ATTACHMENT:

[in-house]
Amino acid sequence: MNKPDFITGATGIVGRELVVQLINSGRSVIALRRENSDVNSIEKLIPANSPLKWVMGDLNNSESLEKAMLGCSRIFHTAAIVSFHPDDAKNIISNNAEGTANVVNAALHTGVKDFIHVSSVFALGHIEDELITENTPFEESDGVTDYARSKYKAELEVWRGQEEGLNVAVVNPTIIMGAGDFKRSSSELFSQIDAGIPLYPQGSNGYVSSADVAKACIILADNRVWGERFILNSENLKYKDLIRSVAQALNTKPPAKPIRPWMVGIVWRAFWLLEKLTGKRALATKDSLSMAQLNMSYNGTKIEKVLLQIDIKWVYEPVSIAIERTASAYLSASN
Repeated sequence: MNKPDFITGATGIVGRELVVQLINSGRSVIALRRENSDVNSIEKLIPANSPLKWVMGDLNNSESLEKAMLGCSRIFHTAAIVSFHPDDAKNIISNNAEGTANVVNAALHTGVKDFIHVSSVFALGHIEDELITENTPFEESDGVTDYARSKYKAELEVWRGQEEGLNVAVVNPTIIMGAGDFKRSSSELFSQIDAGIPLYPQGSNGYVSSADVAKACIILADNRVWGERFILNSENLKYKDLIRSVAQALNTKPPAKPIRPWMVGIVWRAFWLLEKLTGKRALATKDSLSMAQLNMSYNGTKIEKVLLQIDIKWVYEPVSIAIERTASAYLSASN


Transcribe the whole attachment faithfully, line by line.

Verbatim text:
[in-house]
Amino acid sequence: MNKPDFITGATGIVGRELVVQLINSGRSVIALRRENSDVNSIEKLIPANSPLKWVMGDLNNSESLEKAMLGCSRIFHTAAIVSFHPDDAKNIISNNAEGTANVVNAALHTGVKDFIHVSSVFALGHIEDELITENTPFEESDGVTDYARSKYKAELEVWRGQEEGLNVAVVNPTIIMGAGDFKRSSSELFSQIDAGIPLYPQGSNGYVSSADVAKACIILADNRVWGERFILNSENLKYKDLIRSVAQALNTKPPAKPIRPWMVGIVWRAFWLLEKLTGKRALATKDSLSMAQLNMSYNGTKIEKVLLQIDIKWVYEPVSIAIERTASAYLSASN
Repeated sequence: MNKPDFITGATGIVGRELVVQLINSGRSVIALRRENSDVNSIEKLIPANSPLKWVMGDLNNSESLEKAMLGCSRIFHTAAIVSFHPDDAKNIISNNAEGTANVVNAALHTGVKDFIHVSSVFALGHIEDELITENTPFEESDGVTDYARSKYKAELEVWRGQEEGLNVAVVNPTIIMGAGDFKRSSSELFSQIDAGIPLYPQGSNGYVSSADVAKACIILADNRVWGERFILNSENLKYKDLIRSVAQALNTKPPAKPIRPWMVGIVWRAFWLLEKLTGKRALATKDSLSMAQLNMSYNGTKIEKVLLQIDIKWVYEPVSIAIERTASAYLSASN